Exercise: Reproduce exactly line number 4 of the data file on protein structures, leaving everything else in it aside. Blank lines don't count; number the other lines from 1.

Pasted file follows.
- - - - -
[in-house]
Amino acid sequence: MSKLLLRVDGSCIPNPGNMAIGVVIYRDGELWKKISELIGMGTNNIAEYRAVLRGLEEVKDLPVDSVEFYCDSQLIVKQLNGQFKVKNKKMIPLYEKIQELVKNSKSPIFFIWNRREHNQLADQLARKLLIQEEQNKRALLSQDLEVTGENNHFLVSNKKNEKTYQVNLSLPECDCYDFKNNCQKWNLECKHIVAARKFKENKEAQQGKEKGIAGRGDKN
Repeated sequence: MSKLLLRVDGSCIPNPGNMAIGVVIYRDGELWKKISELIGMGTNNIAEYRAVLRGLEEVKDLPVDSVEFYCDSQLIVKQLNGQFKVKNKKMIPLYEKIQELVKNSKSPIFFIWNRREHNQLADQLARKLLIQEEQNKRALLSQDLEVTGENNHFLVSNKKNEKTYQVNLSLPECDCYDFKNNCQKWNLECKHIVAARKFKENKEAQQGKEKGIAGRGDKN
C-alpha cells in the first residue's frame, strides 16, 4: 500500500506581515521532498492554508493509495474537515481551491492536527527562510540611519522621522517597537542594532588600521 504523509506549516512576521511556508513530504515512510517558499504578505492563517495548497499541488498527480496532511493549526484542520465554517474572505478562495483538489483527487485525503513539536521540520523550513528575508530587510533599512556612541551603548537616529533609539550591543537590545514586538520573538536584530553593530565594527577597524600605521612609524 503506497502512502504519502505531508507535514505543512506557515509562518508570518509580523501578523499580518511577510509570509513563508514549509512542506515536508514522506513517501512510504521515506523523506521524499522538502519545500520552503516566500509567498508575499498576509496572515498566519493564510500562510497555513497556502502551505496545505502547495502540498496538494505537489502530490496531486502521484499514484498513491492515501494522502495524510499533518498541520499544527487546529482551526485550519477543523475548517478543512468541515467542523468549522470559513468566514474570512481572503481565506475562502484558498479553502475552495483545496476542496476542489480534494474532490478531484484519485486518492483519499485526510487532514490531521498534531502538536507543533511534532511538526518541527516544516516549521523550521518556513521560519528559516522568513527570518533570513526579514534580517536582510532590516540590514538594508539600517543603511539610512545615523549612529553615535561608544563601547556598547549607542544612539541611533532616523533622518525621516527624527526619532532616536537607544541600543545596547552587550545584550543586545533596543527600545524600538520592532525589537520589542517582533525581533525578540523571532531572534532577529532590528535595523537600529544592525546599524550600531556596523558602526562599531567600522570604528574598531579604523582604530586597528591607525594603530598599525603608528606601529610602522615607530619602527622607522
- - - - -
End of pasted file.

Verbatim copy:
C-alpha cells in the first residue's frame, strides 16, 4: 500500500506581515521532498492554508493509495474537515481551491492536527527562510540611519522621522517597537542594532588600521 504523509506549516512576521511556508513530504515512510517558499504578505492563517495548497499541488498527480496532511493549526484542520465554517474572505478562495483538489483527487485525503513539536521540520523550513528575508530587510533599512556612541551603548537616529533609539550591543537590545514586538520573538536584530553593530565594527577597524600605521612609524 503506497502512502504519502505531508507535514505543512506557515509562518508570518509580523501578523499580518511577510509570509513563508514549509512542506515536508514522506513517501512510504521515506523523506521524499522538502519545500520552503516566500509567498508575499498576509496572515498566519493564510500562510497555513497556502502551505496545505502547495502540498496538494505537489502530490496531486502521484499514484498513491492515501494522502495524510499533518498541520499544527487546529482551526485550519477543523475548517478543512468541515467542523468549522470559513468566514474570512481572503481565506475562502484558498479553502475552495483545496476542496476542489480534494474532490478531484484519485486518492483519499485526510487532514490531521498534531502538536507543533511534532511538526518541527516544516516549521523550521518556513521560519528559516522568513527570518533570513526579514534580517536582510532590516540590514538594508539600517543603511539610512545615523549612529553615535561608544563601547556598547549607542544612539541611533532616523533622518525621516527624527526619532532616536537607544541600543545596547552587550545584550543586545533596543527600545524600538520592532525589537520589542517582533525581533525578540523571532531572534532577529532590528535595523537600529544592525546599524550600531556596523558602526562599531567600522570604528574598531579604523582604530586597528591607525594603530598599525603608528606601529610602522615607530619602527622607522